With the U.S. the top sender of international remittances, a London-based company believes now is the time to cross the Atlantic and do business here despite competition from established brands such as Western Union and Xoom.
WorldRemit earlier this week announced that its remittance services now are available to consumers in nine states and Washington, D.C., either online or through a mobile app. The company must obtain a money transmitter license to operate in each state and expects to secure all 50 required licences during the first quarter of 2015. Then it can really go about cashing in on the new opportunity developing in the U.S.
“The U.S. is really buzzing about financial services and mobile coming together at the moment and I think for WorldRemit to be a part of that evolving story is genuinely exciting,” Iain Mackenzie, the company’s head of communications, told Mobile Payments Today in an interview.
WorldRemit gives consumers the ability to send money abroad using a computer, smartphone or tablet. Recipients can have funds deposited in a traditional bank account or a mobile money account such as M-Pesa, or simply collect the cash at a participating bank or retailer. Bank account transfers can take one to three business days to clear, while mobile money deposits and cash pickups are available almost immediately. Consumers also have the ability to purchase and remit mobile airtime minutes.
WorldRemit fees depend on the transfer amount and destination. For example, a $100 transfer from the U.S. to Mexico would cost $3.99, but to send the same amount to Nigeria would cost $6.99. For the Mexican transaction, the company charges the same fee as Western Union, but for remittances to Nigeria, WorldRemit charges $3–$5 less than its larger competitor, depending on the sender’s funding source.
Ismail Ahmed, chief executive and founder of WorldRemit, started the company in 2010 as a result of his bad experiences sending money to relatives in Africa while he attended college in London, Mackenzie said. The company earlier this year became a London fintech success story when Accel Partners invested $40 million in a Series A funding round, which stands as one of the largest amounts in the European tech industry. Accel also was an early investor in Dropbox, Facebook and Spotify.
WorldRemit almost immediately used the money to expand its destination list to 15 countries in Latin America, and to help kick-start its efforts in the U.S., where it now has an office in Denver (right in Western Union’s backyard).
“I think of the things that attracted Accel to us is that we’re a very global service,” Mackenzie said. “It’s a general attitude in the company. We try to service as many markets as possible.”
WorldRemit’s services are now available to senders in 50 countries and recipients in 110 countries — significantly more than Xoom’s 30 destinations.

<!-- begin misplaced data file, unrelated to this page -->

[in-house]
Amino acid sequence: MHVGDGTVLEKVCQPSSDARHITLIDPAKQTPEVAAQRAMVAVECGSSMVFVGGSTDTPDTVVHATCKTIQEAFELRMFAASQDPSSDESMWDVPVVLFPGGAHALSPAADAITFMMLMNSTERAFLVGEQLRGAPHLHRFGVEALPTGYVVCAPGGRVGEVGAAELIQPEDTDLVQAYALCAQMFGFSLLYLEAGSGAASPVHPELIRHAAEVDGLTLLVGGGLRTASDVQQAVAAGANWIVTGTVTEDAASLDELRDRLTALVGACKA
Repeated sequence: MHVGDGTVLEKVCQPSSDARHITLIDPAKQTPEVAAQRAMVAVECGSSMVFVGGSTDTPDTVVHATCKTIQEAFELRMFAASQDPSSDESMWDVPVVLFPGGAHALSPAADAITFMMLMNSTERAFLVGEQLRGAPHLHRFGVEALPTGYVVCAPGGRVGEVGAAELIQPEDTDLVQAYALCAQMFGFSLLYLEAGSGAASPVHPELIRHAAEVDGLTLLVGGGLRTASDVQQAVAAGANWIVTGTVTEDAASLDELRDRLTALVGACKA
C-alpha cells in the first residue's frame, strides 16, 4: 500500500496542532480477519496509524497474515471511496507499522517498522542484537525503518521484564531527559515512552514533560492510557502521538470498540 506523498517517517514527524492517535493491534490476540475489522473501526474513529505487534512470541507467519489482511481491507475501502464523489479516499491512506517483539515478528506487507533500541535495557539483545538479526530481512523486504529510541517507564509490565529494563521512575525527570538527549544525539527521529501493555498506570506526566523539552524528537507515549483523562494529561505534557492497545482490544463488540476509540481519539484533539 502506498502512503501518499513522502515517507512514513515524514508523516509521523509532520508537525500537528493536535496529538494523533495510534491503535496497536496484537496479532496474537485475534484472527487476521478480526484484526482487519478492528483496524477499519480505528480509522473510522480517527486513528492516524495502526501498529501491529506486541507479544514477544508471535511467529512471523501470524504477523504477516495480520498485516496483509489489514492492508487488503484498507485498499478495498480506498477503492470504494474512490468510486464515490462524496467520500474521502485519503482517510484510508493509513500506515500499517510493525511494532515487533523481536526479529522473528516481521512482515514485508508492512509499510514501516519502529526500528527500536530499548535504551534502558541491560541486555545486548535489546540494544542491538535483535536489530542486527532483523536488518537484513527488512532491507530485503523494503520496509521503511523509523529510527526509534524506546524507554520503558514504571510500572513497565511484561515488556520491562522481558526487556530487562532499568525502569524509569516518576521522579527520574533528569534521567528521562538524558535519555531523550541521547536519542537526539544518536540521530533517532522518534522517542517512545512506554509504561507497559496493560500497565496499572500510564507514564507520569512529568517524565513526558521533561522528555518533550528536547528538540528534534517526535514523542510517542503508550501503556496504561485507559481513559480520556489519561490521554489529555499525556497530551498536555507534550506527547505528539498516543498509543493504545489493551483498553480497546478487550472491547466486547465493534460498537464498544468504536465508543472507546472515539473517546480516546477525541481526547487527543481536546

Mackenzie said WorldRemit will tout that global reach to differentiate itself from competitors. For example, Xoom users cannot send funds to any African country, while WorldRemit boasts Nigeria as one of its top recipient countries. Nigerian migrants in the U.S. sent some $6.1 billion in remittances to their home country in 2012, according to the World Bank.
But Xoom, Western Union, MoneyGram have an advantage over WorldRemit with an established customer base in the U.S. Still, the World Bank research suggests there should be enough customers to go around as this corner of the financial services industry continues to grow.
International migrants in the U.S. sent some $123.2 billion in remittances to their home countries in 2012. Worldwide, some $529 billion in remittances crisscrossed the globe that same year. India received the largest share of remittances at $69 billion. Some industry observers believe those figures are on the conservative side, though.
WorldRemit will attempt to establish its own customer base in the U.S. without a flashy marketing push, using vehicles such as Facebook ads to target potential users, Mackenzie said.
“About 10 years ago, you would’ve had to launch a massive marketing operation on a city by city basis,” he said. “[With Facebook] you can get an incredible head start going direct … with very personal messages to people anywhere in the world.
“It’s certainly something that’s worked in our favor and given us the ability to get potential users worldwide from our base in London.”
Mackenzie believes that the convenience provided by technology also can help WorldRemit win customers in an indirect way: Even where Western Union services are prominent, many migrants who send remittances must still vist a check cashing store where Western Union services are prominent.
“We’re not out there saying technology will do the job for us,” Mackenzie said. “We’re out there saying that it’s an incredible thing that you can be sitting on the bus in downtown Washington, D.C., and you decide to send mobile money to someone in the Phillipines using your smartphone.
“We think people will come to recognize that experience.”
And that experience is now available to iOS device-users. WorldRemit released an app on Thursday for the Apple operating system, which comes just a few weeks after its app for Android devices dropped on Google Play. Consumers worldwide have downloaded the company’s Android app more than10,000 times and have made it one of the top financial apps across nine countries, WorldRemit said in a press release.